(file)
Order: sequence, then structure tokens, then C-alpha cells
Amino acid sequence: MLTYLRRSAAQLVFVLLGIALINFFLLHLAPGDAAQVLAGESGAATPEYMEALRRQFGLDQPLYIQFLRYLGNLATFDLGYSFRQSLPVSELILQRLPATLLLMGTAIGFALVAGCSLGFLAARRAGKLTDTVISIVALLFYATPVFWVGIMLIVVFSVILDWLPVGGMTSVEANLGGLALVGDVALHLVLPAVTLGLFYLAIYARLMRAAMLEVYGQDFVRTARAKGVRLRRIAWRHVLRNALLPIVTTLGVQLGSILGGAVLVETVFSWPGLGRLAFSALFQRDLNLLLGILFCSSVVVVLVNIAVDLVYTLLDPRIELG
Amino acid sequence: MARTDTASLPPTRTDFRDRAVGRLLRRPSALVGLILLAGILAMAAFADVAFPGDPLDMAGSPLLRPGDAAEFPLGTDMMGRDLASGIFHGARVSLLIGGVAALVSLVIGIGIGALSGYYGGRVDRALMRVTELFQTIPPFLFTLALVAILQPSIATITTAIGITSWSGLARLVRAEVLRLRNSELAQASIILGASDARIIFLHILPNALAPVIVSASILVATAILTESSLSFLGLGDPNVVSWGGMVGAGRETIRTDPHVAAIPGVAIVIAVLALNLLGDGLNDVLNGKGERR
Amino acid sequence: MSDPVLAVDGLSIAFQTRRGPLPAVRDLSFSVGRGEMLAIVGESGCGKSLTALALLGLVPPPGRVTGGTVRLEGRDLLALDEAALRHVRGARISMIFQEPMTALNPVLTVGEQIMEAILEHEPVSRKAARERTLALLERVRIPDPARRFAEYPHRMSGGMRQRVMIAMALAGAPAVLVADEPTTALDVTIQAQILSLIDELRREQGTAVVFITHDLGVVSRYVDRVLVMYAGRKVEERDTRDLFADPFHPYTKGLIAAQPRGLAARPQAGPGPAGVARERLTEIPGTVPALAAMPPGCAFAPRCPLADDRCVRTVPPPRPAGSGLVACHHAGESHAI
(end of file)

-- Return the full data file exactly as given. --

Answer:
Order: sequence, then structure tokens, then C-alpha cells
Amino acid sequence: MLTYLRRSAAQLVFVLLGIALINFFLLHLAPGDAAQVLAGESGAATPEYMEALRRQFGLDQPLYIQFLRYLGNLATFDLGYSFRQSLPVSELILQRLPATLLLMGTAIGFALVAGCSLGFLAARRAGKLTDTVISIVALLFYATPVFWVGIMLIVVFSVILDWLPVGGMTSVEANLGGLALVGDVALHLVLPAVTLGLFYLAIYARLMRAAMLEVYGQDFVRTARAKGVRLRRIAWRHVLRNALLPIVTTLGVQLGSILGGAVLVETVFSWPGLGRLAFSALFQRDLNLLLGILFCSSVVVVLVNIAVDLVYTLLDPRIELG
Amino acid sequence: MARTDTASLPPTRTDFRDRAVGRLLRRPSALVGLILLAGILAMAAFADVAFPGDPLDMAGSPLLRPGDAAEFPLGTDMMGRDLASGIFHGARVSLLIGGVAALVSLVIGIGIGALSGYYGGRVDRALMRVTELFQTIPPFLFTLALVAILQPSIATITTAIGITSWSGLARLVRAEVLRLRNSELAQASIILGASDARIIFLHILPNALAPVIVSASILVATAILTESSLSFLGLGDPNVVSWGGMVGAGRETIRTDPHVAAIPGVAIVIAVLALNLLGDGLNDVLNGKGERR
Amino acid sequence: MSDPVLAVDGLSIAFQTRRGPLPAVRDLSFSVGRGEMLAIVGESGCGKSLTALALLGLVPPPGRVTGGTVRLEGRDLLALDEAALRHVRGARISMIFQEPMTALNPVLTVGEQIMEAILEHEPVSRKAARERTLALLERVRIPDPARRFAEYPHRMSGGMRQRVMIAMALAGAPAVLVADEPTTALDVTIQAQILSLIDELRREQGTAVVFITHDLGVVSRYVDRVLVMYAGRKVEERDTRDLFADPFHPYTKGLIAAQPRGLAARPQAGPGPAGVARERLTEIPGTVPALAAMPPGCAFAPRCPLADDRCVRTVPPPRPAGSGLVACHHAGESHAI